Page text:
Are volunteers "public officials"?

Some volunteers are public officials. By some estimates, there are up to 50,000 volunteer public officials in the State of Oregon. A volunteer is a "public official" if they meet one of these 3 criteria:

  1. The volunteer is elected or appointed to a governing body of a public body.
  2. The volunteer is appointed or selected for a position with a governing body or a government agency with responsibilities that include deciding or voting on matters that could have a pecuniary impact on the governing body, agency or other persons.
  3. The volunteer position includes all of the following:
    1. Responsible for specific duties.
    2. The duties are performed at a scheduled time and designated place.
    3. Volunteer is provided with the use of the public agency's resources and equipment.
    4. The duties performed would have a pecuniary impact on any person, business or organization served by the public agency.

For purposes of Oregon Revised Statutes (ORS) Chapter 244, volunteers are not public officials if they perform such tasks as picking up litter on public lands, participating in a scheduled community cleanup of buildings or grounds, participating in locating and eradicating invasive plants from public lands and other such occasional or seasonal events.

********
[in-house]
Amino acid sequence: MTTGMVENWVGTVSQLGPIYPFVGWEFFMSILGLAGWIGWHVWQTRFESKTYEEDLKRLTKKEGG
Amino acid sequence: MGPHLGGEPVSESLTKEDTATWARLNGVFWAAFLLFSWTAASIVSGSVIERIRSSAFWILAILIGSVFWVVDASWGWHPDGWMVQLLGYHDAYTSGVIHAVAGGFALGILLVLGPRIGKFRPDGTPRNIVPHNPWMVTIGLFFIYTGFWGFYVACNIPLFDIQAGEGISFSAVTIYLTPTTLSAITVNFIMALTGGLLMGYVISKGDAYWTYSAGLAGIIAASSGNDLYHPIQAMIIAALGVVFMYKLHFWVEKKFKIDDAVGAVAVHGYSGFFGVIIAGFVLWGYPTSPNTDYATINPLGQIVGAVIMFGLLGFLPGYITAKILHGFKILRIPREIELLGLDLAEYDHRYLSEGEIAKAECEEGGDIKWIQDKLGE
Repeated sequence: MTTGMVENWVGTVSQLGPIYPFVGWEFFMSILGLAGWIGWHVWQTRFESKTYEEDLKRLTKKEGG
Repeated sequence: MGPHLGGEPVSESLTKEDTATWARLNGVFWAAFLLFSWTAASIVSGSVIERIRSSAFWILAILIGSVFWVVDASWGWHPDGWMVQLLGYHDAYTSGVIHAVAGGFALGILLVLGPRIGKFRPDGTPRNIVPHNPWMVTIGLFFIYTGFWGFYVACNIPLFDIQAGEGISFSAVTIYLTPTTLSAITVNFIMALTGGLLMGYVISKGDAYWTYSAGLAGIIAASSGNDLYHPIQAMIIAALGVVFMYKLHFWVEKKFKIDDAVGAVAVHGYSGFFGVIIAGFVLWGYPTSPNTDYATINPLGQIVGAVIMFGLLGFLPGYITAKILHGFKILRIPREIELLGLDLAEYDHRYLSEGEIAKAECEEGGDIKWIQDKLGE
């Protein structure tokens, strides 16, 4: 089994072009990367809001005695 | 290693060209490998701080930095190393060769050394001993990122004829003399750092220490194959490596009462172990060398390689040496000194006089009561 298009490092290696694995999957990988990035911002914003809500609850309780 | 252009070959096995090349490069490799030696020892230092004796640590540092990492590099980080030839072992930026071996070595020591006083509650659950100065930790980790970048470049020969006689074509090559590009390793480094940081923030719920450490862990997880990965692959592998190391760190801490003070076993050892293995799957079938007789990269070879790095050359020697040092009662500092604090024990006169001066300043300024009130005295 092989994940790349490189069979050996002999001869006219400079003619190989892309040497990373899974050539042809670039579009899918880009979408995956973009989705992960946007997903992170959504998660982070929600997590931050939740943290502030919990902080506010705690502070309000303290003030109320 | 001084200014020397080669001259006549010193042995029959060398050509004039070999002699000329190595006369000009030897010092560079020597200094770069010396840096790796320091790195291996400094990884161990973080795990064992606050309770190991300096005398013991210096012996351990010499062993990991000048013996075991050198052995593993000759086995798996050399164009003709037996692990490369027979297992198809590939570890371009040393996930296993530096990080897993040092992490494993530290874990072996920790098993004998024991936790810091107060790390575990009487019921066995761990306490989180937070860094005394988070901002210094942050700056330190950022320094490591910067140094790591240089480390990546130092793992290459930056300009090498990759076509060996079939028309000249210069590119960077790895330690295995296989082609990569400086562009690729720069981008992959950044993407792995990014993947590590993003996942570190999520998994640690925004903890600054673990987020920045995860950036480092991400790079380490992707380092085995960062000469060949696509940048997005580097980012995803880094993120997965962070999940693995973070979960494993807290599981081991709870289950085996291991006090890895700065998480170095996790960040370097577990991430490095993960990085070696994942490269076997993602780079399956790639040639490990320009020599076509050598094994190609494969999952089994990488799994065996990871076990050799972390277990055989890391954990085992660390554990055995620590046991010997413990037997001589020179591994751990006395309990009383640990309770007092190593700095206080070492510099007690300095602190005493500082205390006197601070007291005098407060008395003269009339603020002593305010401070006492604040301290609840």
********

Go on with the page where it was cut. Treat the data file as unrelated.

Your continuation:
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1. Who are public officials?
2. Are volunteers "public officials"?
3. What are the provisions of law that prohibit a public official from using the position or office held for financial gain?
4. What are some examples of actions a public official might do, that would be a violation of the prohibited use of office provision in Oregon Revised Statutes (ORS) 244.040(1)?
5. Are there any financial benefits a public official is allowed to receive, even if those benefits are only available because of the official position the person holds?
6. Do the Oregon Government Ethics laws prevent 2 people who are related from being employed by the same public body, or serving the same public body?
7. Do the OR Ethics laws prohibit a public official from working for a private employer or owning a private business while being employed by a public body/while holding a position with a public body?
8. What is a "conflict of interest" as defined in Oregon Government Ethics law?
9. What are the 2 types of conflict of interest?
10. Does Oregon Government Ethics law limit the gifts that public officials may receive?
11. Do the Oregon Government Ethics laws cover all bad behaviors that a public official might do?